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Meet the berbers

Updated: Sep 11, 2019


 

International Day of the Worlds Indigenous People is a day to educate and celebrate. There is roughly 370 million indigenous people in the world. This makes up around 5% of the population, yet they account for 15% of the poorest. Indigenous people have unique cultures and ways of relating to people and the environment . So in light of this, I share with you 10 interesting facts about the indigenous people of Morocco.


Berber: "a member of the indigenous people of North Africa"

 

#1

The largest population of Berber are seen in #Morocco and Algeria. Berbers originally inhabited Morocco over 5000 years ago and today 40% of the 32 million Moroccan population are Berber with 80% claiming Berber heritage. The city which sees the largest Berber population is #Marrakech, however there are three main tribes that can be found within different regions of the Atlas. In the north are the Riffan Berbers, the smallest of the Berber population. The Zayanes, found in the Middle Atlas which spread from Fes to Marrakech. Some Zayanes are still nomads and travel with the seasons. Thirdly, the Shillhah Berbers located in the south Atlas are considered the largest and purest of the Berber tribes.


#2

The name Berber originates from the Greek word barbaros, meaning barbarian. This was previously used to describe anyone who did not speak Greek. It was only later that the Arabs coined the term Al-Barbar, which is the name of the race that descended from Noah. Today Berbers are known as #Amazigh (male), #Tamazight (female), #Imazighen (plural) which translate to mean ‘free men’ or ‘noble people’.


#3

Berbers are of Islamic faith however this has only been true since the Islamic conquest of the 7th century. Prior to the invasion of the Arabs, Berbers traditionally lived as Christians or Jews.


#4

Every year Berbers get together – The Imilchil Marriage Festival. It is held high in the Atlas mountains to celebrate an ancient story of two lovers who were unable to marry because of their feuding families. After they found out the news, they drowned themselves in nearby lakes. This festival brings together local tribes to allow men and women to meet and maybe even marry.


#5

Berbers have adopted their own flag as pictured. The blue represents the sea, the green represents nature and the yellow represents the desert. The centre symbol, known as ‘yaz’ and pronounced ‘z’ means freedom.



#6

Sadly, only until around the middle of the 20th century, Berbers were considered second class citizens – much like the Aboriginals of Australia. However, today, they are seen as equal with Berber being recognised as one of Morocco’s offical languages.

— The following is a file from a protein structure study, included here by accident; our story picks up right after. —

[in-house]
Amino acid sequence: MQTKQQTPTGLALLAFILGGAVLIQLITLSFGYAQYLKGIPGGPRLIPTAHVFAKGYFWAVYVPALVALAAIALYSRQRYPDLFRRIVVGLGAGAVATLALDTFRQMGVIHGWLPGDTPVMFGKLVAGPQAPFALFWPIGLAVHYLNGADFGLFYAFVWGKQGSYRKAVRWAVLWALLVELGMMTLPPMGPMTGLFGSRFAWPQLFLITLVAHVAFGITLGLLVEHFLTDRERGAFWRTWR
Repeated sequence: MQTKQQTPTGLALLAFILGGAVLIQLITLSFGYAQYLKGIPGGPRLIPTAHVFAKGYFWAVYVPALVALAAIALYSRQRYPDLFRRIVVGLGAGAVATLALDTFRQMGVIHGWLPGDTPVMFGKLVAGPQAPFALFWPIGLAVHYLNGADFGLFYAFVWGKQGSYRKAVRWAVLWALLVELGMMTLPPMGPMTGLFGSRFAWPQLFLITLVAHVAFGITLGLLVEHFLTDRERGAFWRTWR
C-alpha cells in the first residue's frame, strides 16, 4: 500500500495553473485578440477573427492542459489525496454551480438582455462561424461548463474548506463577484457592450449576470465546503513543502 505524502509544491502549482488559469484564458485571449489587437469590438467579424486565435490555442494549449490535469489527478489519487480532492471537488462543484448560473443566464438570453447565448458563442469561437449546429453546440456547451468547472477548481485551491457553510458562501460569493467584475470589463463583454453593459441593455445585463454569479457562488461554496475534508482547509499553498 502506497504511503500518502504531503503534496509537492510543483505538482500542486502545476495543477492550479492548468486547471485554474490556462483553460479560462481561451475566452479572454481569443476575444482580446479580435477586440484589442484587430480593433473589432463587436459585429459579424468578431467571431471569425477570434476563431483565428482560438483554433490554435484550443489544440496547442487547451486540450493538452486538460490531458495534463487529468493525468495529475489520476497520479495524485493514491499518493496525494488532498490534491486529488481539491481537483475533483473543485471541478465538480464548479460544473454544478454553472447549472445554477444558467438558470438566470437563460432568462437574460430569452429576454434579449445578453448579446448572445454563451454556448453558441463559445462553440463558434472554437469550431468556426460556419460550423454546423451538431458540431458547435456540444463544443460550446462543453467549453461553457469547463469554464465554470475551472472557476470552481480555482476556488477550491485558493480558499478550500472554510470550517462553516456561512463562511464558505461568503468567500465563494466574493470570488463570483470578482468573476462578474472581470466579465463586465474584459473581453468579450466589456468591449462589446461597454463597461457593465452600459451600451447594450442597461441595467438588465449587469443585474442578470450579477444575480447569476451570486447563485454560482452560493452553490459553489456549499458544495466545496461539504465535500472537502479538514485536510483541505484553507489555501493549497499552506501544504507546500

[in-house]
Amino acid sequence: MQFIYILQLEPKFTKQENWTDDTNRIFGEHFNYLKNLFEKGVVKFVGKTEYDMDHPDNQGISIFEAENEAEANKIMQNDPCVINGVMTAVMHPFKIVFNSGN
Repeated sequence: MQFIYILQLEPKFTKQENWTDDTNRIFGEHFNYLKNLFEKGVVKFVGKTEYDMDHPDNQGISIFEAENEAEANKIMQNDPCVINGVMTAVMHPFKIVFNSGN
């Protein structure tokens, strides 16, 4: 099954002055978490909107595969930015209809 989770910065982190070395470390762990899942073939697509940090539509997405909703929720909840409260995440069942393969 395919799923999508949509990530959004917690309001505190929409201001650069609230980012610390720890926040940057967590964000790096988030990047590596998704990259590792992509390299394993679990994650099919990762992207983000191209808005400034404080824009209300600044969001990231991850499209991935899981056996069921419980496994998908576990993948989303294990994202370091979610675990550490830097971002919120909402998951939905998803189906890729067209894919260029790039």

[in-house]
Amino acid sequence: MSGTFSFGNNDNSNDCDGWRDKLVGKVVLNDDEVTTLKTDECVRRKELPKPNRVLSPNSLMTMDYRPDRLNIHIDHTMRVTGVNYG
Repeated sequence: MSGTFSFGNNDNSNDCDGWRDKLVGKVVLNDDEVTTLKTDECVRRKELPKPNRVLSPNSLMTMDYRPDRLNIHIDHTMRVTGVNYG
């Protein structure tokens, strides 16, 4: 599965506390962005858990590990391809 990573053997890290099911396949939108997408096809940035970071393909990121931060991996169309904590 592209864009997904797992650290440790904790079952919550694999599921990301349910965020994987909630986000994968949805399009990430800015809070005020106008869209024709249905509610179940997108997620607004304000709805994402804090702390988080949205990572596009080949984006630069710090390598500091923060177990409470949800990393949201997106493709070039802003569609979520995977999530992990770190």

#7

In some regions of Morocco, the traditional #Berber dialect is still the only spoken language. It consists of 38 consonants and 3 vowels. It is linked to the Germanic language as the Vandals, a German tribe, once ruled North Africa for over 100 years.


#8

Historically Berber merchants were responsible for transporting goods by camel caravans. Traditionally, Berbers raise sheep, cattle and goats with some working in flourmills, doing woodcarving and making jewellery. Women are highly skilled weavers and pottery makers. Today, there are a number of great charities that work with Berber communities to help keep Berber traditions alive. One of which is The Eve Branson Foundation and is definitely worth a visit if you are in Marrakech.


#9

The Barbary coast, on the coast of northwest Africa was named after the Berbers because they and the Arabs pirated ships going to the Mediterranean Sea.


#10

The Berber symbols are used to represent an external reality in a simplistic form. You can see these symbols in all forms of Berber artisan from pottery to textiles, jewellery and henna. Berber motifs are included in the design of everyday objects to protect the object as well as the person who uses or wears it.


Berber Symbols & Manira Palm


An image can often say more than a thousand words and many Berber symbols have deep meanings. Manira Palm’s logo is inspired by the Berber symbol for tree as shown below. The tree is related to an easy life, #happiness and fertility. The roots mean #life, the leaves mean #knowledge and the tree symbolises the centre of the world.


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